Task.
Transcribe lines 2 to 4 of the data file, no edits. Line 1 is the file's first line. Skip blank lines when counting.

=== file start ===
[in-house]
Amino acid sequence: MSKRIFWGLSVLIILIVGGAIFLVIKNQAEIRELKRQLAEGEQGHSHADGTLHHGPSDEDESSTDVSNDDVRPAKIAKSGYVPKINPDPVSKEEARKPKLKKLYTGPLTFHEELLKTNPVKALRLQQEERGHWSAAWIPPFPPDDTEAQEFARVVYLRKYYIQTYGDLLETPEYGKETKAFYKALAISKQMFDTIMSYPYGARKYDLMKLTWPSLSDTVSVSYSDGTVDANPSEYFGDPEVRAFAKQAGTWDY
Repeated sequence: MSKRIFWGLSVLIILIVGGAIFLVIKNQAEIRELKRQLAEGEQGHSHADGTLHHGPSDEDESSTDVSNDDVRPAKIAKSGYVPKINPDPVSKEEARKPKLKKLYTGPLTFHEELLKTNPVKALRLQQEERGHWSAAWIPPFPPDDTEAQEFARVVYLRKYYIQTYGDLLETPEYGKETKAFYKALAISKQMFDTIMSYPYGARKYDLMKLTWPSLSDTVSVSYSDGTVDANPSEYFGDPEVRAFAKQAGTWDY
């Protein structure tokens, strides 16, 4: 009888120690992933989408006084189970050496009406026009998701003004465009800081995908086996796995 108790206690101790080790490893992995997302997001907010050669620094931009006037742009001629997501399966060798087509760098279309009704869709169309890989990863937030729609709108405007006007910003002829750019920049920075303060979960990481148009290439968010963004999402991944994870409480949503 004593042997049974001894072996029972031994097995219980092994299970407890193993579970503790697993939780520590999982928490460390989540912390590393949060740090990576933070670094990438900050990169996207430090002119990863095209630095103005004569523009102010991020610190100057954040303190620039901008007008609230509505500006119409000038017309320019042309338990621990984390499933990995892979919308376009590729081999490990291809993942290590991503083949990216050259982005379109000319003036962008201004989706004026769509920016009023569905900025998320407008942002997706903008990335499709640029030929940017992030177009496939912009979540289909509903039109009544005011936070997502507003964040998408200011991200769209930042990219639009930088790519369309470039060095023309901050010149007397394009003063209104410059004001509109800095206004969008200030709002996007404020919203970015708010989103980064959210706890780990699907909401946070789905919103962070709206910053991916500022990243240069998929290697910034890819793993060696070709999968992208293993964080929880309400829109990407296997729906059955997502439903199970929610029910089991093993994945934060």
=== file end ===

Amino acid sequence: MSKRIFWGLSVLIILIVGGAIFLVIKNQAEIRELKRQLAEGEQGHSHADGTLHHGPSDEDESSTDVSNDDVRPAKIAKSGYVPKINPDPVSKEEARKPKLKKLYTGPLTFHEELLKTNPVKALRLQQEERGHWSAAWIPPFPPDDTEAQEFARVVYLRKYYIQTYGDLLETPEYGKETKAFYKALAISKQMFDTIMSYPYGARKYDLMKLTWPSLSDTVSVSYSDGTVDANPSEYFGDPEVRAFAKQAGTWDY
Repeated sequence: MSKRIFWGLSVLIILIVGGAIFLVIKNQAEIRELKRQLAEGEQGHSHADGTLHHGPSDEDESSTDVSNDDVRPAKIAKSGYVPKINPDPVSKEEARKPKLKKLYTGPLTFHEELLKTNPVKALRLQQEERGHWSAAWIPPFPPDDTEAQEFARVVYLRKYYIQTYGDLLETPEYGKETKAFYKALAISKQMFDTIMSYPYGARKYDLMKLTWPSLSDTVSVSYSDGTVDANPSEYFGDPEVRAFAKQAGTWDY
């Protein structure tokens, strides 16, 4: 009888120690992933989408006084189970050496009406026009998701003004465009800081995908086996796995 108790206690101790080790490893992995997302997001907010050669620094931009006037742009001629997501399966060798087509760098279309009704869709169309890989990863937030729609709108405007006007910003002829750019920049920075303060979960990481148009290439968010963004999402991944994870409480949503 004593042997049974001894072996029972031994097995219980092994299970407890193993579970503790697993939780520590999982928490460390989540912390590393949060740090990576933070670094990438900050990169996207430090002119990863095209630095103005004569523009102010991020610190100057954040303190620039901008007008609230509505500006119409000038017309320019042309338990621990984390499933990995892979919308376009590729081999490990291809993942290590991503083949990216050259982005379109000319003036962008201004989706004026769509920016009023569905900025998320407008942002997706903008990335499709640029030929940017992030177009496939912009979540289909509903039109009544005011936070997502507003964040998408200011991200769209930042990219639009930088790519369309470039060095023309901050010149007397394009003063209104410059004001509109800095206004969008200030709002996007404020919203970015708010989103980064959210706890780990699907909401946070789905919103962070709206910053991916500022990243240069998929290697910034890819793993060696070709999968992208293993964080929880309400829109990407296997729906059955997502439903199970929610029910089991093993994945934060």